tone stimulus at multiple levels. The function
 depicted shows linear operation at low and high             To normalize loudness from
 input levels, and 3 : 1 compression at mid-levels.
 Different compression hearing aids have different
                                                              phoneme to adjacent phoneme
 compression ratios and different levels over which           for syllabic compression
 compression occurs.
Time Constants: Overshoot and Undershoot

                                                               •Affects Intelligibility
                                                               •Makes consonants be identified as
                                                               Reduce effects:
                                                                                    •Delaying gain
Figure 7.5. A demonstration of the dynamic behavior of a
compressor. Top: Level of the input signal Middle: Gain that   When release time isn't that large, then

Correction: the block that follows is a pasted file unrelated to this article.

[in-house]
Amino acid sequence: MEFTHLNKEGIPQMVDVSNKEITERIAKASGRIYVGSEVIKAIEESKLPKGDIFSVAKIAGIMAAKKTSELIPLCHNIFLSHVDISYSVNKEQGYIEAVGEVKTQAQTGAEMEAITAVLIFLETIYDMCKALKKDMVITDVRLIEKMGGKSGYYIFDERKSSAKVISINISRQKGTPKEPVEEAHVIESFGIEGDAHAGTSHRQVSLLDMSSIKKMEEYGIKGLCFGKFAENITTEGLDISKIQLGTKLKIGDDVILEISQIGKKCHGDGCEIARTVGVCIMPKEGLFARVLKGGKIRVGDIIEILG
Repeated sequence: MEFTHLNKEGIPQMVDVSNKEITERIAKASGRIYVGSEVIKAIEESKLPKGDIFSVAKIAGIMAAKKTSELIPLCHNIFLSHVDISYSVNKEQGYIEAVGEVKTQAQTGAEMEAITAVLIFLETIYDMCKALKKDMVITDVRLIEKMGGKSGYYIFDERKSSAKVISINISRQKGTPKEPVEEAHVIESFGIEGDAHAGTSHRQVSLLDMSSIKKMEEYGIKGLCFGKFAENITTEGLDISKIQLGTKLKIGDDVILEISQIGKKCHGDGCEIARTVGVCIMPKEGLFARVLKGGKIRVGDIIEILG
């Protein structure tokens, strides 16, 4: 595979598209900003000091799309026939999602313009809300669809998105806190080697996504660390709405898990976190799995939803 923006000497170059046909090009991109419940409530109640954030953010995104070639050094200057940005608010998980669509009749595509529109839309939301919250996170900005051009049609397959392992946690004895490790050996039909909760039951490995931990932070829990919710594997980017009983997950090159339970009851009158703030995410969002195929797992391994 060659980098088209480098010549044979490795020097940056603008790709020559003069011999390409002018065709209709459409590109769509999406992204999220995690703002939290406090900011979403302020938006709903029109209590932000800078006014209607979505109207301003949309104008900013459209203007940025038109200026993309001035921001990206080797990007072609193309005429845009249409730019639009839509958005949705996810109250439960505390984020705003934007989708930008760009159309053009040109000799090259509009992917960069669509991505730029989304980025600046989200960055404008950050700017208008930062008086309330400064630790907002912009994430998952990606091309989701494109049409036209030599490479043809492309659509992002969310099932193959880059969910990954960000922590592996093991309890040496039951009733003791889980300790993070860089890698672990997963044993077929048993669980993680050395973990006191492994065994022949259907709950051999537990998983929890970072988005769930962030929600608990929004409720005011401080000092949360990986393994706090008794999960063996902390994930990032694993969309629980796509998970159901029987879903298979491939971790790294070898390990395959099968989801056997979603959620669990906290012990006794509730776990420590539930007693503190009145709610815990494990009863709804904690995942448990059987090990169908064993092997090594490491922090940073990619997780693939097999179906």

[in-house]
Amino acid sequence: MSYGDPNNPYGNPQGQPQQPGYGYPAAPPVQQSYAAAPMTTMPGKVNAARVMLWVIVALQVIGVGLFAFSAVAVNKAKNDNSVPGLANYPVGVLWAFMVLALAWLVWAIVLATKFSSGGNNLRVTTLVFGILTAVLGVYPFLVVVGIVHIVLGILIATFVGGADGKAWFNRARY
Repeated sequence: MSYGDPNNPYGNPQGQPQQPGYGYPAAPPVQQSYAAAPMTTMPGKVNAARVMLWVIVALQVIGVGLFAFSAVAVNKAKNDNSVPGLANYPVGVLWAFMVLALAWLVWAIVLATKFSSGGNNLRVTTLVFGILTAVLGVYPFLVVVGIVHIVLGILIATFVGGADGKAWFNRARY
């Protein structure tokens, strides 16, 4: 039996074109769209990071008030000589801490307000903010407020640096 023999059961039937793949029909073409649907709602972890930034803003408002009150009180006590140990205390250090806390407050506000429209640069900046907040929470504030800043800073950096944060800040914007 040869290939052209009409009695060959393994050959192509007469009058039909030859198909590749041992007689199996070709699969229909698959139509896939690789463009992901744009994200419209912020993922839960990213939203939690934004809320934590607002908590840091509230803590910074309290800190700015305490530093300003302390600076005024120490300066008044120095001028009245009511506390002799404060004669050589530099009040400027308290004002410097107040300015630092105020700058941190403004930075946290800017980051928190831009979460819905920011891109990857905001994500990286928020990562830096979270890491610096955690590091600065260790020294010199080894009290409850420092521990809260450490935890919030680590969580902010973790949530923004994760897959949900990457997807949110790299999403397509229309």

will be applied to the input signal for 3 : 1 compression,
incorporating the dynamics of the attack and release time      forward masking lowers the affect of
constants. Bottom: The level of the output signal,             undershoot
demonstrating overshoot (at 0.05 second) and undershoot (at
0.15 second).
                                                                    Adjust gain across all
                                                                     frequencies equally
                                                                    Preserves spectral shape
                                                                     over short time scales;